If these are Razer's Android smartphone specs, we're impressed

Is the world ready for another niche Android smartphone? Razer apparently believes so, and going by a potential list of specifications for the upcoming handset, we're starting to think they could be right. Though Razer may be best-known for its gaming peripherals, there are signs that it knows what it's doing in piecing together a decent smartphone, too.

That's judging by a list of possible specifications in a prematurely-posted GFXBench benchmarking result for the as-yet unnamed phone. While we don't have images of the device, or details like pricing and availability, if the record is correct then we do have an idea of what could be inside it.

It doesn't disappoint, either. On the front, there's said to be a 5.7-inch touchscreen, running at a healthy 2560 x 1440 resolution. Above it, there's a 7-megapixel camera.

On the back, an 11-megapixel camera also shoots 4K video. Inside, meanwhile, there's an unspecified Qualcomm octa-core processor running at 2.4 GHz; it seems likely that would be something like the Snapdragon 835. It's apparently paired with a healthy 7.5 GB of RAM and a likely 64 GB of storage.

As for the OS version, that's said to be the "Android Razer Edition" of Android 7.1.1. It's unclear if the phone will launch with that, or if it's just what was available when the phone was being put through its paces for these tests. Again, assuming that this record itself is authentic.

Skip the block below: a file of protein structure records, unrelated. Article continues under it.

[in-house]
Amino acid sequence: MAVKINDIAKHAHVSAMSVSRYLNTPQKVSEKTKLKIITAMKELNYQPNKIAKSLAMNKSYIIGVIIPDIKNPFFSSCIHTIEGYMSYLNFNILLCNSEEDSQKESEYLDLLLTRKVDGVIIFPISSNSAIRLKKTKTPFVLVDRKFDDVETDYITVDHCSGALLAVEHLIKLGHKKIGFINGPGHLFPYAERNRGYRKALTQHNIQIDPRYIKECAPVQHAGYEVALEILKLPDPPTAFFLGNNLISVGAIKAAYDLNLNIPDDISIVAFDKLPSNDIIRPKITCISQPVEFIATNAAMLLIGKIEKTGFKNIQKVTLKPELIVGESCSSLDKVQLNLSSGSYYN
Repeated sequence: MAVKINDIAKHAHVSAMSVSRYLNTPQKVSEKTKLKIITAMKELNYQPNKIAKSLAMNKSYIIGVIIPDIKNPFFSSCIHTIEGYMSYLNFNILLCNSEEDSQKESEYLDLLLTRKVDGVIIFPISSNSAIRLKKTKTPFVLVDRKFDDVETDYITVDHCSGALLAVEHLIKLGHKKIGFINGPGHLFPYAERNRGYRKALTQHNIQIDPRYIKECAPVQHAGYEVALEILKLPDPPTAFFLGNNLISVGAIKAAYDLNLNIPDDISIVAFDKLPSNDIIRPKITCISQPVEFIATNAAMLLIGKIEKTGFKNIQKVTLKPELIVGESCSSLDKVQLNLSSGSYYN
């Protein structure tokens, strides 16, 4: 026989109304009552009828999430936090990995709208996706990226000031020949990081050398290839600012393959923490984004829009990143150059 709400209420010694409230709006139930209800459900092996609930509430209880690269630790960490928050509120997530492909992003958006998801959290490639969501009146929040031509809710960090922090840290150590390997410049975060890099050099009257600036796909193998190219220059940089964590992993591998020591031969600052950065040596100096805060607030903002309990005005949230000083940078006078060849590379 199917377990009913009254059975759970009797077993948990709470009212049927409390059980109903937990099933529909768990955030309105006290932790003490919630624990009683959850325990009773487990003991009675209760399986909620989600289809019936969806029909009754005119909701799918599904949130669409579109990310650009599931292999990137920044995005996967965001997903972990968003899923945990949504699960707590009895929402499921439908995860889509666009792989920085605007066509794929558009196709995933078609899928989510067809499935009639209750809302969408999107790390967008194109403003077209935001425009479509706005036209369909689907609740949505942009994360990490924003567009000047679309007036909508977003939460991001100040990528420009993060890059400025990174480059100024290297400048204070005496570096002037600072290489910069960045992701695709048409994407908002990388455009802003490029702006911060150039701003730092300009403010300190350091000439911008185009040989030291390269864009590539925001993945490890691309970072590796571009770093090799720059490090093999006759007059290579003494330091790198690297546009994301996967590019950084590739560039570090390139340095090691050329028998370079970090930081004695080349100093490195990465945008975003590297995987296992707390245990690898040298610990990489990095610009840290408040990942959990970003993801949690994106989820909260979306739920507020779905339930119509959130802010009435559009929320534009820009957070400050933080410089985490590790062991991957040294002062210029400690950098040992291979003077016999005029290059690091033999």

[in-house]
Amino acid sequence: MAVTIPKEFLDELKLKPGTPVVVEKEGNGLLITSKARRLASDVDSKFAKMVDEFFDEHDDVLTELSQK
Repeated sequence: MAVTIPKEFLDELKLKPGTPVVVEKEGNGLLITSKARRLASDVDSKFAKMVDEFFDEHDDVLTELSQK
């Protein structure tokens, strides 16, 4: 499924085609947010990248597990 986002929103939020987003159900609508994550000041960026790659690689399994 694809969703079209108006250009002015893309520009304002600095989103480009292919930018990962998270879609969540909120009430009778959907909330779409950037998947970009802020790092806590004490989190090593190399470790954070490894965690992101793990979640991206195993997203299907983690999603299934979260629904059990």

Razer hasn't confirmed that it's a phone the company is preparing to announce, but all signs would point to that. The company is holding an event on November 1 when it will show off the device; going by the teaser, we're certainly expecting a small, handheld device. The "Watch, Listen, Play" tagline the company is using would suggest a multimedia and gaming focus, no great surprise given that's just what we've come to expect from the company.

Still, there's a long way from building a solid reputation in gaming laptops and accessories, and competing in the smartphone space. It's arguably the most fiercely competitive category in consumer technology today, and even established experts have struggled to gain traction against behemoths like Apple and Samsung.

Essential, the brainchild of Andy "Father of Android" Rubin made a big splash with its eponymous phone, but the handset has struggled with patchy software and underwhelming camera performance, for example. Official sales figures have not been released, but unofficial numbers don't suggest demand has been particularly strong.

For Razer to escape the same fate, it'll need to offer something so significantly different that it can capture the attention of people who would otherwise opt for a Galaxy Note 8 or iPhone X. Gaming phones have struggled to do that in the past, though arguably we're only now at a point where smartphone-level chipsets are capable of delivering console-like experiences. We'll know more in just a few weeks time.